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Overwatch LGBTQ+ characters are educating gamers and improving attitudes


By Steve Brown

In the leisure world of 2019, gaming is big news. Recent reports suggest that the sector has overtaken the movie industry in terms of revenue and is even surpassing television as a favoured pastime.

If your idea of a gamer is a teenage male, think again. Gaming is part of life for people of all ages, sexes and demographics.

Another thing that has changed about gaming is that it is far from being the solitary experience that it once was.

From the phenomenon that is Fortnite to the online slots in a live casino, the world of gaming is one in which people from all backgrounds interact, rub shoulders and sometimes cross swords.

We have all heard stories of homophobia within the gaming community, but one of the most popular games of them all is taking the lead in educating gamers and helping to bring attitudes into the 21st century.

About Overwatch

For those not in the know, Overwatch is one of the top eSports games in the world. Released in 2016, this first-person shooter is right up there with League of Legends and DOTA 2, with both players and fans that run into the millions.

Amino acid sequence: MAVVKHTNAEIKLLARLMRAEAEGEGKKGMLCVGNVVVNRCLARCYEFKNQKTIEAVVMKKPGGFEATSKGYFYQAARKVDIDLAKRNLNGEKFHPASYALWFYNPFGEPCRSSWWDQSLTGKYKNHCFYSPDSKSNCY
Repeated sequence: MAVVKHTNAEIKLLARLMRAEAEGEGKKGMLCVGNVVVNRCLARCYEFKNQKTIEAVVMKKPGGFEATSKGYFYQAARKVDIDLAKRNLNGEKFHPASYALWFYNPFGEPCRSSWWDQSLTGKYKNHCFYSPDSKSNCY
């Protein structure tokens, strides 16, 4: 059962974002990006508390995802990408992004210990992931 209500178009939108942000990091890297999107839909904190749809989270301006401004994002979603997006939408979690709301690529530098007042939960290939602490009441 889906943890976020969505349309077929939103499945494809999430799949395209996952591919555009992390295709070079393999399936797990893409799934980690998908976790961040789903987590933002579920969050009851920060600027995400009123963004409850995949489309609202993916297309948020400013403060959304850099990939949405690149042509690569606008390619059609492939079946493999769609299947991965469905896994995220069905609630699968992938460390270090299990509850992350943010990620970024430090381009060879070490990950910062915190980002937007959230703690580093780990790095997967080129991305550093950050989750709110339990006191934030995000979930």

Despite being one of the most recent entries into the eSports canon, Overwatch boasts countless professional leagues and teams.

Overwatch is also a favourite among comic book fans, and it is in this sector that the backstories and personalities of the characters are drawn out.

The first two characters that new players encounter are Tracer and Soldier:76, both of whom have been revealed to be gay.

Soldier:76 comes out

Tracer was confirmed as a gay character when the game was released in 2016, while Soldier:76’s sexuality was confirmed in a recent short story published by Overwatch’s lead writer, Michael Chu.

Social media has, predictably, been abuzz with the news, and while most reactions have been positive, some have suggested that having Soldier:76 “come out” now seems something of an afterthought when the game has been around for three years.

However, others have Tweeted that the clues have always been there for anyone who paid attention.

Education through gaming

Ed Nightingale, a gay gamer from London, told BBC Newsbeat that a macho and overtly masculine character like Soldier:76 being gay will be a powerful tool in educating gamers. He pointed out that the immersive nature of gaming, where gamers are part of the action, really helps participants identify with the character – far more so than if they are just watching a movie or reading a book.

For all its seemingly inclusive nature, there are still those who see gaming as the domain of white, male heterosexuals and Nightingale says those falling outside this narrow demographic are “vulnerable to attack.”

Gaming companies like Bethesda have taken a proactive approach to stamping out homophobia, while Nightingale is optimistic that better representation of LGBT characters in Overwatch, and other games of its type, will contribute to allow anyone and everyone to play online games in a safe environment.

Surely that is not too much to ask in 2019.